Frankenstein and the Monster from Hell (1974) marks the final installment of the Hammer Studios Frankenstein films and also the last film by perennial Hammer director Terrance Fisher.
The film stars Peter Cushing as Baron Von Frankenstein, aka Dr. Carl Victor. Confined to an asylum for the charge of sorcery due to his last foray into the creation of man, Frankenstein, along with the director of the asylum, orchestrated the death of Dr. Frankenstein and his new identity to allow for the Baron to assume the duties of staff doctor within the asylum. Frankenstein, now Dr. Victor, has a fairly free hand to do as he pleases due an intimate knowledge of some of the asylum director's peccadilloes and past indiscretions, and has once again begun his quest to create life where there was none before, from body parts culled from recently deceased inmates.
Dr. Simon Helder (Shane Briant) has just recently been committed to the asylum for trying to follow in Frankenstein's footsteps, and learns that Frankenstein is alive and well, working under his current pseudonym. I remember Briant from other Hammer films like Demons of the Mind (1972) and Kronos (1973). Dr. Carl allows for the younger doctor to assume his routine duties within the asylum, caring for patients, freeing up the elder to pursue his experimentations. The good doctor seems to have created quite the hairy behemoth, using various bits and pieces of some of the recently deceased, more interesting inmates. The monster, played by David Prowse (Darth Vader in the early Star Wars films), has the best features of these poor, departed souls, but lacks an adequate brain. Did I mention he is also very hairy? I probably did, but it's worth mentioning again as the dude is almost ape-like. But what's this? We are soon introduced to an inmate whose intellect far surpasses even his keepers? I am sure that will come into play later...
Also starring is the comely Madeline Smith as Sarah, a mute resident, also known to the inmates as Angel. She acquired the moniker while being in the service of Dr. Karl as his assistant, and having the ability to deal with the crazy people with a quiet, gentle bedside manor.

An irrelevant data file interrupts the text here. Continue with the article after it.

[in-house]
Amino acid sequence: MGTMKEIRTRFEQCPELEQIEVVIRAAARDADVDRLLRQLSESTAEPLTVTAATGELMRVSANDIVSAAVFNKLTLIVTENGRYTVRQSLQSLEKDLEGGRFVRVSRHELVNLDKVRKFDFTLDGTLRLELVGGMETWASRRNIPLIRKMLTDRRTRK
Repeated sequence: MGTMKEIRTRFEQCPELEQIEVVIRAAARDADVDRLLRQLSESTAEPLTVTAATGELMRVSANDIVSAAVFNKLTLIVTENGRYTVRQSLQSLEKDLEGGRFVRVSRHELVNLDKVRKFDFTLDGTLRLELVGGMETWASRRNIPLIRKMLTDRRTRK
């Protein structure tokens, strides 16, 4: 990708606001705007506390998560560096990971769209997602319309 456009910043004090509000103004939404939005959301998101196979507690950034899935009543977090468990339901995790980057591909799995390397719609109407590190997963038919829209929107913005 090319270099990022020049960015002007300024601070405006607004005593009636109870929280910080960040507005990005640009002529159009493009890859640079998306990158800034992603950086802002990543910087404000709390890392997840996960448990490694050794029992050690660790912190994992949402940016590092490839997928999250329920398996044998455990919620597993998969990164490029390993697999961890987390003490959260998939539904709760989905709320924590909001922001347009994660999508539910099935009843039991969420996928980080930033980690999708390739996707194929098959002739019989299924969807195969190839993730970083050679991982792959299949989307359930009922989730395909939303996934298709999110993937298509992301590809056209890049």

With the aid of his young assistants, Sarah and Dr. Helder, Dr. Karl completes the hideous creature, and all seems a success. But is it? What happens when you play mix and match with body parts from various individuals, not to mention various mentally disturbed individuals? The success is soon overshadowed by problems as the creature begins to understand his own being, from whence he came.
I thought this was a great 'last hurrah' for Hammer and Fisher, despite some of the concessions made due to a smaller budget, i.e. the obvious use of miniatures when showing exteriors of the asylum and the stiff and unresponsive suit worn by Prowse. Most of the film takes place in the confined quarters of the asylum, giving the viewer a sense of being trapped in a nightmarish world within. I really enjoyed the camaraderie between Dr. Helder and Dr. Karl, and I can't help but wonder if the characterization was carried over into real life between the Briant and Cushing. There were also a few neat surprises that help to flesh out the story, adding depth to the characters, allowing for a real interest to develop for the viewer. The gore is present, but another reviewer has stated that some of the more gory aspects have not been included in the film. I couldn't help laughing at the scene when Dr. Karl and Dr. Helder are removing the 'old' brain from the creature and Dr. Karl unceremoniously drops it into a dish on the floor (just throw that anywhere) and then proceeds to trip on the dish, spilling the contents over the floor, his reaction being that of someone who just knocked over a bowl of milk for kitty. A nice, little touch.
The print here looks really good and sharp, and special features include a commentary by actress Madeline Smith, actor David Prowse, and horror historian Jonathan Sothcott, one which I haven't had an opportunity to listen to, but sounds to be interesting.